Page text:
You’ve put in lots of work, but you’re not sure if all of your studying for the SAT is paying off. Many students ask themselves, “is my test prep working?” Well, there’s no need to worry—there are a few ways to check if your test prep is actually working.
You can track your progress by taking plenty of timed practice tests under test-day conditions, then calculating your scores with each successive test—if your scores aren’t going up, then you’re doing something wrong.
More guidance is below. For some expert help with your test prep, consider taking an SAT prep course with Prep Expert.
Start With A Practice Test
If you’ve never taken the SAT before, you need to take a full practice test to establish your baseline—in other words, to see where you’re starting from first.
Find a quiet place, free of distractions, set a timer, then tackle the Reading, Writing & Language, Math, and Essay sections in the same amount of time, and with the same number of breaks, that you would have on test day. Then, score yourself.
After you check your answers, you can use the scoring charts the College Board provides to see what you’d have gotten on a real SAT. Note this down.
Also, take notes on what types of questions you’re getting wrong. Did you struggle with questions about the literature passage on the Reading test? On questions about the comma on the Writing & Language test? Make a list of all your weak spots. Now, you have a study checklist.
Use this study checklist to tackle the content knowledge you need to acquire to eliminate your SAT blind spots. Spend a few hours reviewing your English textbook mastering the tone and literary technique you might need for the Reading test. Crack open your geometry book and re-learn the rules of right triangles and SOH-CAH-TOA for the Math test.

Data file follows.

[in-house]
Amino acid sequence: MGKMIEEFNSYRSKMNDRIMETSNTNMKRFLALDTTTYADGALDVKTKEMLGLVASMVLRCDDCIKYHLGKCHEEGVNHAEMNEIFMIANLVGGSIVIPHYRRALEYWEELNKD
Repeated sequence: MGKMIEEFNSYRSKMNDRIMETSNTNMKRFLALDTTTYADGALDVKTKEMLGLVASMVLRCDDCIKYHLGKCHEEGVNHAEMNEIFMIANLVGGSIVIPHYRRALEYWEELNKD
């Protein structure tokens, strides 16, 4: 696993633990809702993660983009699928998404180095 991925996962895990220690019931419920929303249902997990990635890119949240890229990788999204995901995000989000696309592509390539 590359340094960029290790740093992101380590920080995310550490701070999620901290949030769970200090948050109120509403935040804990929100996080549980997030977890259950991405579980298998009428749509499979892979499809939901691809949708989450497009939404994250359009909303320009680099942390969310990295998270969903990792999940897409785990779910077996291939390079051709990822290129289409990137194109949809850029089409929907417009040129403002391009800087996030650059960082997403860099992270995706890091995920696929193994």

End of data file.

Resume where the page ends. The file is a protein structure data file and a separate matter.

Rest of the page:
As you get a handle on each topic, cross it off your list.
If you do this consistently, over time, you’ll find there’s not a single part of the SAT that you can’t figure out how to handle. But, this isn’t the entire length of the way you need to go to be ready for the test—or to track how you’re doing.
Continue Taking Practice Tests On A Consistent Basis
Take practice tests consistently—weekly at the very least, twice a week if you can.
To do well on the SAT, you need to learn not just subject knowledge, but also how to take the test. The more practice tests you take, the better you’ll be able to cope with each section’s rigorous time limits, and the more you’ll notice the types of questions and trick answer choices the test presents.
With each successive practice test, note down how many questions you got wrong, and use the scoring chart to see how you’d score on the SAT. Whether you’re studying for the whole test, or working on a specific section that you need to improve on, you’ll be able to use your practice test score—along with your baseline score or previous test score—to track the progress you’ve made so far.
If you’re studying well, you should see consistent improvement on the test. But, remember a couple of things…
The first is that, from one practice test to another, there’s bound to be some variation in how you do. Don’t panic or get discouraged if you end up going down a point or two at times. This is most likely due to the difference between different practice test versions.
Perhaps one particular test had Reading passages that were more difficult or less enjoyable for you to read, for example. Or, you could simply be having an off day. This is an ordinary part of the test prep process and is to be expected—don’t let it derail your studying.
The second thing to remember is, the better you do, the more difficult it will be to continue accruing points. There are only so many points on the SAT, and, at the highest score levels, the difference between a perfect score and a less-than-perfect score can boil down to getting or missing one measly question. For even the brightest and most hardworking students, completing a test perfectly, free of errors, is extremely tough.